A ministry through Auburn United Methodist Church uses their sewing and knitting skills to comfort families of the Auburn area through hard times.
Haldine Baxter, founder of the Auburn chapter, said Threads of Love is a Christ-centered ministry that provides clothing for newborns who are sick in the hospital or who have passed away through stillbirth, miscarriage or infant death.
“It’s about healing and binding the hearts of parents at a time when their baby’s health is uncertain,” she said.
According to the Threads of Love website, Sissy Davis, the director of Threads of Love started the organization in 1993 when a pediatrician voiced a need for burial clothing for premature babies to her church’s pastor.
Davis’ pastor asked her to help with making the clothes. From there the group has grown into a ministry with 127 chapters spanning across the United States, Canada and parts of Europe, the website said.
Each person’s journey to volunteer for Threads of Love is somewhat different. Baxter said she got involved with Threads of Love when she lived in Montgomery as a way to connect with her friends at their local church.
“I would sew and mail the items that I made back [to their church],” she said. “Then when I moved over to Auburn, I organized a chapter here.”
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The local Auburn chapter provides baby clothes and other items to East Auburn Methodist Church, Women’s Hope, Baby Steps and Piedmont Columbus Regional. The local chapter is made up of volunteers from Auburn and Opelika who, now working from home, send in their items each week.
Before COVID-19, the group would meet at the Auburn United Methodist Church.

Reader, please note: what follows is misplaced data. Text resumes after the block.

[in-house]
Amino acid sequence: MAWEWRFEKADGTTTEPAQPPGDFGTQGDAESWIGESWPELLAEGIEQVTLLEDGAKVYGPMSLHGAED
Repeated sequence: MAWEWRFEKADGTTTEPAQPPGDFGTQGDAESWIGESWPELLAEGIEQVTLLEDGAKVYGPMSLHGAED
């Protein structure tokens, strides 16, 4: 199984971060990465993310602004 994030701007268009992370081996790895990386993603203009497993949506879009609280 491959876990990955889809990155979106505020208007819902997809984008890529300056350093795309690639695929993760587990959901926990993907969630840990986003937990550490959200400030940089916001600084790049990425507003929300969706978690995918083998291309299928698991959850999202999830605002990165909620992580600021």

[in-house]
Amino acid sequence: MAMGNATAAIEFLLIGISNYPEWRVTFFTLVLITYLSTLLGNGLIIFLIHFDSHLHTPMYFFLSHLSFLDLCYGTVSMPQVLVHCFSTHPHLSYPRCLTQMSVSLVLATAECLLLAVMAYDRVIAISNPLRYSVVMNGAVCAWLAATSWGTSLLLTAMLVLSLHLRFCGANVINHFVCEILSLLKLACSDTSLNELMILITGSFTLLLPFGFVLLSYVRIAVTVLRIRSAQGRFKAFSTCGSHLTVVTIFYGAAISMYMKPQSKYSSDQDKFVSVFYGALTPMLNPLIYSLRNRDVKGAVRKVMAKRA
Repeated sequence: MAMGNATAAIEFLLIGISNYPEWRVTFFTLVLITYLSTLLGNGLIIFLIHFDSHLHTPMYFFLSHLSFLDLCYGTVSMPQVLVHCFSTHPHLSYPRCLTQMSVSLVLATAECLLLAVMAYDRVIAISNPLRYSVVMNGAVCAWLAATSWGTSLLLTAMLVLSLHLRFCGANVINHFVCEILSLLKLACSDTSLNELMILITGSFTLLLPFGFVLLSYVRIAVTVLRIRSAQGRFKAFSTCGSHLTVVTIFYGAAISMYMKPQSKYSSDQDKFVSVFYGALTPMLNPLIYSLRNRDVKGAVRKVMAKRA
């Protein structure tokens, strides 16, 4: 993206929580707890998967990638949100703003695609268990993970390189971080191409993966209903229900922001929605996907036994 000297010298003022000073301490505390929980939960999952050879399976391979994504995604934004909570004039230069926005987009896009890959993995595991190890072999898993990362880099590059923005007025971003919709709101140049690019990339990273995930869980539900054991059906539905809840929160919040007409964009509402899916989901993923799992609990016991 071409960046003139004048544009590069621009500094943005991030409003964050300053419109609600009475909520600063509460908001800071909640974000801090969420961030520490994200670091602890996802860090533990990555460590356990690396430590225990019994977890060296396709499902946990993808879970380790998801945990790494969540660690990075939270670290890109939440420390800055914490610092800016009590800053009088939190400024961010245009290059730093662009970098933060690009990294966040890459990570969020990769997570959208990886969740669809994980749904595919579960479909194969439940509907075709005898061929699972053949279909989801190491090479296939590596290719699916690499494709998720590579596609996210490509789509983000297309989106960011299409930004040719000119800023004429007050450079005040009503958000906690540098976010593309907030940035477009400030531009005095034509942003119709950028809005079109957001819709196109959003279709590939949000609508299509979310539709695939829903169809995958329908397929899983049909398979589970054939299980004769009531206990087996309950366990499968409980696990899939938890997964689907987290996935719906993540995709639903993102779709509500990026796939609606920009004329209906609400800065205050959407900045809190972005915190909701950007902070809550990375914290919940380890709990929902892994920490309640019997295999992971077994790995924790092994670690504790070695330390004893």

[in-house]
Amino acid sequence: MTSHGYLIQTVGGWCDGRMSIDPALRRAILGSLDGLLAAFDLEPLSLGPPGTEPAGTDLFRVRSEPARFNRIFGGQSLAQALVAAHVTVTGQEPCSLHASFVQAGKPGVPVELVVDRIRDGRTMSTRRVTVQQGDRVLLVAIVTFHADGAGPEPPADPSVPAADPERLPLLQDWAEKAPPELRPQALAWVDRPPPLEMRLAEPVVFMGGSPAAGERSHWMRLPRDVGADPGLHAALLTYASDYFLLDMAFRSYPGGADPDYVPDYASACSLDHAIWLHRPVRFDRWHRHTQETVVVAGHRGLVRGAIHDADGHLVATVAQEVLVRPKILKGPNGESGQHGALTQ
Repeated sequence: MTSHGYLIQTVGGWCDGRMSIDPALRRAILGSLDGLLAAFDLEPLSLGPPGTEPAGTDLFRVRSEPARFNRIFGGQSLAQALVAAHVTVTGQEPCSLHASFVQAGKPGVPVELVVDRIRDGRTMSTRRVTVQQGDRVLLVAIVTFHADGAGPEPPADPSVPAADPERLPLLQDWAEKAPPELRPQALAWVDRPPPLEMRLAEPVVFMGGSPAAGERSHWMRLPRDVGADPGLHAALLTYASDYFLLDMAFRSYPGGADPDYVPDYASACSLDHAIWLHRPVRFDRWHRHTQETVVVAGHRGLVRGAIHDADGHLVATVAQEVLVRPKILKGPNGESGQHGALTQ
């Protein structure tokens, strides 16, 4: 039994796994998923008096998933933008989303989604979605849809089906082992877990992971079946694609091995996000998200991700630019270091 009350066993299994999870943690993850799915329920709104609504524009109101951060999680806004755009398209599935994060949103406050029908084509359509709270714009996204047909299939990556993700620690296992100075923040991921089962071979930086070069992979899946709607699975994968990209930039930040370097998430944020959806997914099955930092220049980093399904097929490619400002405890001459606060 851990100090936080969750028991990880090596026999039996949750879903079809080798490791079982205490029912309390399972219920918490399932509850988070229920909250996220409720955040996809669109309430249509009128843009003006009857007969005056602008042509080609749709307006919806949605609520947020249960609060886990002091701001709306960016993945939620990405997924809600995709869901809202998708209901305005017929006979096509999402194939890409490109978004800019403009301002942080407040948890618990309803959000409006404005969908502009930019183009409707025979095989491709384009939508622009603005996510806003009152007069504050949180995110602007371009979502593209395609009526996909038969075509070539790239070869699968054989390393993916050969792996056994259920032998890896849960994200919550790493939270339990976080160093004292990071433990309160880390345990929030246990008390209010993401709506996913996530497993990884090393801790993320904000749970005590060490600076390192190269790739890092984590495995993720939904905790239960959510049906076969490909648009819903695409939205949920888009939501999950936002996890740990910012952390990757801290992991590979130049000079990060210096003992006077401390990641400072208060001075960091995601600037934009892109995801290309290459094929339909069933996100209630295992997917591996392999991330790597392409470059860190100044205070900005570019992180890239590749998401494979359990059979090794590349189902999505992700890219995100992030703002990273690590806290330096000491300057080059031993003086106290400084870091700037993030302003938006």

The ministry provides a number of clothing items for babies including caps, blankets, handkerchiefs and gowns. The nurses in the hospitals will use these items to dress the premature babies that have passed away for their parents to view them one last time.
“We use donations from the local area that provide us fabrics constantly and materials; we seldom ever have to purchase anything,” Baxter said. “It’s not only a ministry for these parents; it’s therapy for them to be able to open up and talk.”
Donna Kelly, a local volunteer for the Auburn chapter, said she was a member of Auburn United Methodist Church, which houses the ministry.
“The church had a display out, and it caught my eye when I saw it,” Kelly said. “My next-door neighbor had just had a premature 2-pound baby that did not survive. I wanted to find clothing for the baby so that they could bury it, but there wasn’t anything available.”
Soon after, she was able to get in touch with Haldine Baxter and was given small projects to work on.
“I was still working for the University during this time, so I sewed from home and donated the pieces I made,” Kelly said.
The clothes are made for not only premature babies, but also babies in the Neonatal Intensive Care Unit.
“I just wanted to help families when they were in the worst of times, when they’ve lost a child,” Kelly said.
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